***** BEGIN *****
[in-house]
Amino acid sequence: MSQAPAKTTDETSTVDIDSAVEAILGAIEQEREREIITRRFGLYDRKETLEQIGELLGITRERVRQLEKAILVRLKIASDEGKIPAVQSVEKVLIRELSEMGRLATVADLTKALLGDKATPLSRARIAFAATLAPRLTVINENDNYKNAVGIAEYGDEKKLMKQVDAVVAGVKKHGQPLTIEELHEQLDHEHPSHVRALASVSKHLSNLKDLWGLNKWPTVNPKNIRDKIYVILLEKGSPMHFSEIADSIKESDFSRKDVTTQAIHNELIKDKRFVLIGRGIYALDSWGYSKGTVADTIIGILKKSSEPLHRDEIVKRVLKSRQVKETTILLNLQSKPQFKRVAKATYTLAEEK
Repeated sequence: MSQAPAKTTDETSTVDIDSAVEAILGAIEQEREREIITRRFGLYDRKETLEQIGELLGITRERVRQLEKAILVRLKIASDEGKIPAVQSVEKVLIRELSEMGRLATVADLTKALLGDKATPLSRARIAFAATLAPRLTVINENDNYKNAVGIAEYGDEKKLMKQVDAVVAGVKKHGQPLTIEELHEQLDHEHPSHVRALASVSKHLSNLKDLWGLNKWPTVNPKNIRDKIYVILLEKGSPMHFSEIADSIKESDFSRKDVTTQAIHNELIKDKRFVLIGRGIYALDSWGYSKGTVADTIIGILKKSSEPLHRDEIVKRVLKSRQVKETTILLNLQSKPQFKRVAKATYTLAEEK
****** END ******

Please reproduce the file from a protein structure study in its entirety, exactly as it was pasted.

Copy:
[in-house]
Amino acid sequence: MSQAPAKTTDETSTVDIDSAVEAILGAIEQEREREIITRRFGLYDRKETLEQIGELLGITRERVRQLEKAILVRLKIASDEGKIPAVQSVEKVLIRELSEMGRLATVADLTKALLGDKATPLSRARIAFAATLAPRLTVINENDNYKNAVGIAEYGDEKKLMKQVDAVVAGVKKHGQPLTIEELHEQLDHEHPSHVRALASVSKHLSNLKDLWGLNKWPTVNPKNIRDKIYVILLEKGSPMHFSEIADSIKESDFSRKDVTTQAIHNELIKDKRFVLIGRGIYALDSWGYSKGTVADTIIGILKKSSEPLHRDEIVKRVLKSRQVKETTILLNLQSKPQFKRVAKATYTLAEEK
Repeated sequence: MSQAPAKTTDETSTVDIDSAVEAILGAIEQEREREIITRRFGLYDRKETLEQIGELLGITRERVRQLEKAILVRLKIASDEGKIPAVQSVEKVLIRELSEMGRLATVADLTKALLGDKATPLSRARIAFAATLAPRLTVINENDNYKNAVGIAEYGDEKKLMKQVDAVVAGVKKHGQPLTIEELHEQLDHEHPSHVRALASVSKHLSNLKDLWGLNKWPTVNPKNIRDKIYVILLEKGSPMHFSEIADSIKESDFSRKDVTTQAIHNELIKDKRFVLIGRGIYALDSWGYSKGTVADTIIGILKKSSEPLHRDEIVKRVLKSRQVKETTILLNLQSKPQFKRVAKATYTLAEEK